Through his parable Jesus is forcing the religious leaders to consider the dignity and humanity of a person they would normally dismiss out of hand.  If he were telling the story today, say, to a banker, Jesus might talk about an auto mechanic and to an auto mechanic he might talk about a banker.  Jesus challenged the Pharisees and Scribes and he challenges us to open our eyes to see in the other the image of God, the child of God’s own heart.  It is much easier to see that in people who are like us, but much more rewarding to find it those who are not.
Richard Lischer’s experience comes back to me often as I read the poetry of R.S. Thomas.  You may recall I mentioned he was an Anglican priest who passed away in the year 2000.  He carried out most of his ministry in a small town in the Welsh countryside.  Many of his poems describe the ways he is different culturally from his parishioners.  Thomas struggles to find the commonalities, but as he finds them they make his way into his poetry.  Here one of his works titled Affinity:
Consider this man in the field beneath,
Gaitered with mud, lost in his own breath,

Without joy, without sorrow,

Without children, without wife,

Stumbling insensitively from furrow to furrow,

A vague somnambulist; but hold your tears,

For his name also is written in the Book of Life.

Ransack your brainbox, pull out the drawers
That rot in your heart’s dust, and what have you to give

To enrich his spirit or the way he lives?
From the standpoint of education or caste or creed

Is there anything to show that your essential need

Is less than his, who has the world for church,

And stands bare-headed in the woods’ wide porch

Morning and evening to hear God’s choir

Scatter their praises?  Don’t be taken in

By stinking garments or an aimless grin;

He also is human, and the same small star,

That lights you homeward, has inflamed his mind

With the old hunger, born of his kind.
Over the three years that Richard Lischer served his initial appointment he discovered an affinity with all those Semanns family members and finding bonds across the divide enriched his life, his faith, and his ministry in countless ways.  He writes this about the last Sunday he was with them:
When I was a boy and later a seminarian, I would have sworn that each person makes the race [of faith] alone, like a long-distance runner who has separated from the pack and runs at his own pace.  Religion was the most refined form of privacy available to me.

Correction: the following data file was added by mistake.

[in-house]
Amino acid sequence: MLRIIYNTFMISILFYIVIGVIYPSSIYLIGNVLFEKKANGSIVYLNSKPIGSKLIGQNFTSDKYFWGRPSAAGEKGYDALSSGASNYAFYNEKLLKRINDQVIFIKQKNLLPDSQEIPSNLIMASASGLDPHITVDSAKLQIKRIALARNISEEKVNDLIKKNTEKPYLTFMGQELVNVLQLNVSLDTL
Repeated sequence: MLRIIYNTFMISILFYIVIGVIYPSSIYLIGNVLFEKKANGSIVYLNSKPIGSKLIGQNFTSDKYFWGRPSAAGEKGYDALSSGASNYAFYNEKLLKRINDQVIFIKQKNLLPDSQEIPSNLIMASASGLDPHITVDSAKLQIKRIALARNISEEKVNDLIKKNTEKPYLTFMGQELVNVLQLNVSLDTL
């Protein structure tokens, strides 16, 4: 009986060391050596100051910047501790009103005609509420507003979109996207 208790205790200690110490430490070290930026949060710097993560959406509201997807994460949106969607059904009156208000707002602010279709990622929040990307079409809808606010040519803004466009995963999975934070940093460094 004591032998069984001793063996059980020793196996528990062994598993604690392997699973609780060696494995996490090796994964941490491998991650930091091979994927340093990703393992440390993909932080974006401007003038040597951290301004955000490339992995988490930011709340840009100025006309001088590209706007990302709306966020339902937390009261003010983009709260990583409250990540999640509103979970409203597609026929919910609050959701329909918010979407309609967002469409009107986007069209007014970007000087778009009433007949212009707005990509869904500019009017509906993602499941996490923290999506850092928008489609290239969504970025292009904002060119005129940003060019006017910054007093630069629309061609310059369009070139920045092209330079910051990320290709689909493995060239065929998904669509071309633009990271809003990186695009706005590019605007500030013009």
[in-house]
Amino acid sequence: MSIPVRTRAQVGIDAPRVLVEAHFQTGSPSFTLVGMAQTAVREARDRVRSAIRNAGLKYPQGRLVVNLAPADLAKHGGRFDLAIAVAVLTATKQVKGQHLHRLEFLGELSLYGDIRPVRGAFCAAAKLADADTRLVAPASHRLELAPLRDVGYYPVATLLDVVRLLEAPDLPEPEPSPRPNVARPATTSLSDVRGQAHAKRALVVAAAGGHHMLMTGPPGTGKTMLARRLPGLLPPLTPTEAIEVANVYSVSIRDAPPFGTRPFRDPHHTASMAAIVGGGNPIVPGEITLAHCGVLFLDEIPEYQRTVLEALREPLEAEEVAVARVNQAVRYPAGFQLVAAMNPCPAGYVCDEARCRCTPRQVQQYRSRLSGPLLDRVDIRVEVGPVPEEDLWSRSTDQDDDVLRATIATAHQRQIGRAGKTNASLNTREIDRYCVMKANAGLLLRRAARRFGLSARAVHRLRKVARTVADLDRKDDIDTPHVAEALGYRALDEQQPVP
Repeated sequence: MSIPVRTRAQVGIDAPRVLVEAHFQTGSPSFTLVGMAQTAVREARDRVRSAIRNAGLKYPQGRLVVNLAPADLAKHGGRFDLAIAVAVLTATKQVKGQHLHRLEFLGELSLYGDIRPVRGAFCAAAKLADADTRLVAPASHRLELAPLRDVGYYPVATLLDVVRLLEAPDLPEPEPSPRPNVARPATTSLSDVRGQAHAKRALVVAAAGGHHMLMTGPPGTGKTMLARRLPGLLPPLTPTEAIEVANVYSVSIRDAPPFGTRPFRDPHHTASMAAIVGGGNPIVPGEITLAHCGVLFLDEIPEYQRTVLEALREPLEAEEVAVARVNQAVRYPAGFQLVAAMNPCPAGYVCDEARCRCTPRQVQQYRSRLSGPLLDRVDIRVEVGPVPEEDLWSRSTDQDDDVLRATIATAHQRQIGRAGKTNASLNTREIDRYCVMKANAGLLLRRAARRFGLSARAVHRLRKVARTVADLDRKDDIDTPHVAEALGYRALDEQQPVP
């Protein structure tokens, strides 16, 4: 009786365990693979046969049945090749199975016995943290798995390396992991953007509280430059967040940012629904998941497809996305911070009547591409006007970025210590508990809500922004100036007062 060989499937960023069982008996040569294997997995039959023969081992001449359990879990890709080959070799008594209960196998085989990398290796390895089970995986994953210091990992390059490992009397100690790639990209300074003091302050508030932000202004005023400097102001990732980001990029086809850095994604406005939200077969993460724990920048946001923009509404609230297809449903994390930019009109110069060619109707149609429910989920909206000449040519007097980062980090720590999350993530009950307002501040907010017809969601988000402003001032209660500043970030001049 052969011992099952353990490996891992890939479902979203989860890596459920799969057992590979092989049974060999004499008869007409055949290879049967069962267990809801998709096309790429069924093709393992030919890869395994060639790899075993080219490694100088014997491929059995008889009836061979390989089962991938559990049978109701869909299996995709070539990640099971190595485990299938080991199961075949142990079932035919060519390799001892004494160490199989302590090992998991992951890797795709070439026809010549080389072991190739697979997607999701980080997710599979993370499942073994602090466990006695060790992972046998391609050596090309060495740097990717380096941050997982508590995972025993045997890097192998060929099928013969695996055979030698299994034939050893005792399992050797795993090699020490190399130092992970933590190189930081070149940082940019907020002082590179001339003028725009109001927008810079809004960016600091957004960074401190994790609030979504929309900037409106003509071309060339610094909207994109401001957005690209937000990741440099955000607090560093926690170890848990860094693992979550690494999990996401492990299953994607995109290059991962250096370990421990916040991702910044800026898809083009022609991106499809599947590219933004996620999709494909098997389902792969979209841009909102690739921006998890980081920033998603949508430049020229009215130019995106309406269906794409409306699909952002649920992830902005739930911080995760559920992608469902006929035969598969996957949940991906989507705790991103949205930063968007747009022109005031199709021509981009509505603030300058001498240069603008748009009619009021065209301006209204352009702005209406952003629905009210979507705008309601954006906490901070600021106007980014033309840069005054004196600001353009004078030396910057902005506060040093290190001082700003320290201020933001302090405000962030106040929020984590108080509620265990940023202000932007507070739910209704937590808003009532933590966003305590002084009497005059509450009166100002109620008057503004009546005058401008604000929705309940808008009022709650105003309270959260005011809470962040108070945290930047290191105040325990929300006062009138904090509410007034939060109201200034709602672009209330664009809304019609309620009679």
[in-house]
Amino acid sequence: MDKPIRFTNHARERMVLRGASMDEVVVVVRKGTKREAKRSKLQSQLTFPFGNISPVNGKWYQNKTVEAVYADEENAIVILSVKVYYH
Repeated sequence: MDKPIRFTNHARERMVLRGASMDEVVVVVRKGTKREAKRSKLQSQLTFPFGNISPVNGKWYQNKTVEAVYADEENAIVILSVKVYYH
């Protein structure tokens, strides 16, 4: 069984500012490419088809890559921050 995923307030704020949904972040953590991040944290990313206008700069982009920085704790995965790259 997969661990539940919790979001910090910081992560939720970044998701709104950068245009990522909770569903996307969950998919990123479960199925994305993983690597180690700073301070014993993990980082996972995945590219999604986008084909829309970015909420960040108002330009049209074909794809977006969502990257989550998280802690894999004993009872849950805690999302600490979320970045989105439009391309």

But now, as I looked out upon this cloud of upturned faces… I was embraced by a wholeness I never before experienced.  It seemed to me that I was looking at the church as God sees it, not as a series of individual quirks and opinions, but as a single heart of love and sorrow.
For the first few weeks when I started to volunteer at our Food Pantry I had a difficult time being comfortable in the presence of the rabble that constitute our clients.  They were just so different from me and from the people whose company I keep.  I marveled at how the others – especially Nancy Bangley and Nancy Meakin – were able to be open and available to each person.  Gradually, little by little, I loosened up. 
One evening I was helping a gentleman who looked to be a little order than me.  He had dots of white paint all over his skin and cloths.  “Have you been painting today?”  I asked him.  “Yes,” he said, “I have been fixing up my elderly neighbor’s porch because she can’t do it and can’t afford to pay to do it.  So I am helping her out.”  Until that moment I am ashamed to say it did not occur to me that a person coming to our Food Pantry might actually be doing something to help someone else, but in an instance I gained a sense of affinity with this one gentleman.  He was kind and generous, as I try to be.  He enjoyed working with his hands, as I do.  And, apparently, like me, he has trouble keeping paint on a brush and off himself.  That one encounter opened for me a door and on the other side of the door I began to see the humanity and dignity of the clients we serve.  It is a moment of grace for which I am deeply grateful.
No ifs, ands, or buts about it, we who try to follow Jesus as our Lord must follow his example of crossing whatever may divide us from those who differ from us – be it culture or caste – in order to find in each other what God sees in all of us – a child of God’s own heart.  As I said, it wonderful when we find this in people who are like us, but even more rewarding when we find it in those who are not.